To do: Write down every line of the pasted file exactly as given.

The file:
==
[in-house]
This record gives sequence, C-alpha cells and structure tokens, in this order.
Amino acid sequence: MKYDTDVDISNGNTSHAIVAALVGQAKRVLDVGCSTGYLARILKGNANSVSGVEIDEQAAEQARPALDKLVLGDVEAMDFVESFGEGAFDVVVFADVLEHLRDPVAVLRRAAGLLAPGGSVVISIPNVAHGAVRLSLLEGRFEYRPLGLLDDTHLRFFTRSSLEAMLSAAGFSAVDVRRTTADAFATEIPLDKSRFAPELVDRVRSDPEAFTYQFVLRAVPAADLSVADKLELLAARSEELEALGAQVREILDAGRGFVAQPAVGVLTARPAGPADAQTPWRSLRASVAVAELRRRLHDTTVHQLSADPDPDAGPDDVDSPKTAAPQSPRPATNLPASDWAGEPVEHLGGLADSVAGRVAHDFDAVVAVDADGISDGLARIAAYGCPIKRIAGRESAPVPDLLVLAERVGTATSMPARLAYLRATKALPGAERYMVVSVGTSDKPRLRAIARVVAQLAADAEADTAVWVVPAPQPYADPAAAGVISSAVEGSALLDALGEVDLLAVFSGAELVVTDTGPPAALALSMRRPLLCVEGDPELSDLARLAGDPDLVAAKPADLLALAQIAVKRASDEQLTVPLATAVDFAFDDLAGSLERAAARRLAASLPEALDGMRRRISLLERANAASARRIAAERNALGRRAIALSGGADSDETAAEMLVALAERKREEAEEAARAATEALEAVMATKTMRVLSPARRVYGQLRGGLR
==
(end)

[in-house]
This record gives sequence, C-alpha cells and structure tokens, in this order.
Amino acid sequence: MKYDTDVDISNGNTSHAIVAALVGQAKRVLDVGCSTGYLARILKGNANSVSGVEIDEQAAEQARPALDKLVLGDVEAMDFVESFGEGAFDVVVFADVLEHLRDPVAVLRRAAGLLAPGGSVVISIPNVAHGAVRLSLLEGRFEYRPLGLLDDTHLRFFTRSSLEAMLSAAGFSAVDVRRTTADAFATEIPLDKSRFAPELVDRVRSDPEAFTYQFVLRAVPAADLSVADKLELLAARSEELEALGAQVREILDAGRGFVAQPAVGVLTARPAGPADAQTPWRSLRASVAVAELRRRLHDTTVHQLSADPDPDAGPDDVDSPKTAAPQSPRPATNLPASDWAGEPVEHLGGLADSVAGRVAHDFDAVVAVDADGISDGLARIAAYGCPIKRIAGRESAPVPDLLVLAERVGTATSMPARLAYLRATKALPGAERYMVVSVGTSDKPRLRAIARVVAQLAADAEADTAVWVVPAPQPYADPAAAGVISSAVEGSALLDALGEVDLLAVFSGAELVVTDTGPPAALALSMRRPLLCVEGDPELSDLARLAGDPDLVAAKPADLLALAQIAVKRASDEQLTVPLATAVDFAFDDLAGSLERAAARRLAASLPEALDGMRRRISLLERANAASARRIAAERNALGRRAIALSGGADSDETAAEMLVALAERKREEAEEAARAATEALEAVMATKTMRVLSPARRVYGQLRGGLR